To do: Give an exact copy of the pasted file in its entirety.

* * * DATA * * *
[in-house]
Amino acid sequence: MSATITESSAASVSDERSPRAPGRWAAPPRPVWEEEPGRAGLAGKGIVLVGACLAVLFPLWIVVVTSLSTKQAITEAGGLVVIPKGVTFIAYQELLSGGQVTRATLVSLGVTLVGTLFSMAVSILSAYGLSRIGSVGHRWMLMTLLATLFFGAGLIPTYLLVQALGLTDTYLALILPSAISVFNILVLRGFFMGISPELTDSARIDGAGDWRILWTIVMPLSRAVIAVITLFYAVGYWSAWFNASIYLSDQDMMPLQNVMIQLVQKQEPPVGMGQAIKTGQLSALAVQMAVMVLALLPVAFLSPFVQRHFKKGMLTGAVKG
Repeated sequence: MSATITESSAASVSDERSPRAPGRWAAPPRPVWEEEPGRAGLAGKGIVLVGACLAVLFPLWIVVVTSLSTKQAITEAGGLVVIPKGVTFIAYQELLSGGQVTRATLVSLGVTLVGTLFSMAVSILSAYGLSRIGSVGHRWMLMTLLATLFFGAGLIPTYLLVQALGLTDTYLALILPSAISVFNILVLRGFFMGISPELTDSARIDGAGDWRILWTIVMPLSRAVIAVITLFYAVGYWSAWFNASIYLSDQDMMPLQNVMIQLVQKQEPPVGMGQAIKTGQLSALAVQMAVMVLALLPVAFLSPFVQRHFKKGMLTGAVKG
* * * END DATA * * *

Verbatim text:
[in-house]
Amino acid sequence: MSATITESSAASVSDERSPRAPGRWAAPPRPVWEEEPGRAGLAGKGIVLVGACLAVLFPLWIVVVTSLSTKQAITEAGGLVVIPKGVTFIAYQELLSGGQVTRATLVSLGVTLVGTLFSMAVSILSAYGLSRIGSVGHRWMLMTLLATLFFGAGLIPTYLLVQALGLTDTYLALILPSAISVFNILVLRGFFMGISPELTDSARIDGAGDWRILWTIVMPLSRAVIAVITLFYAVGYWSAWFNASIYLSDQDMMPLQNVMIQLVQKQEPPVGMGQAIKTGQLSALAVQMAVMVLALLPVAFLSPFVQRHFKKGMLTGAVKG
Repeated sequence: MSATITESSAASVSDERSPRAPGRWAAPPRPVWEEEPGRAGLAGKGIVLVGACLAVLFPLWIVVVTSLSTKQAITEAGGLVVIPKGVTFIAYQELLSGGQVTRATLVSLGVTLVGTLFSMAVSILSAYGLSRIGSVGHRWMLMTLLATLFFGAGLIPTYLLVQALGLTDTYLALILPSAISVFNILVLRGFFMGISPELTDSARIDGAGDWRILWTIVMPLSRAVIAVITLFYAVGYWSAWFNASIYLSDQDMMPLQNVMIQLVQKQEPPVGMGQAIKTGQLSALAVQMAVMVLALLPVAFLSPFVQRHFKKGMLTGAVKG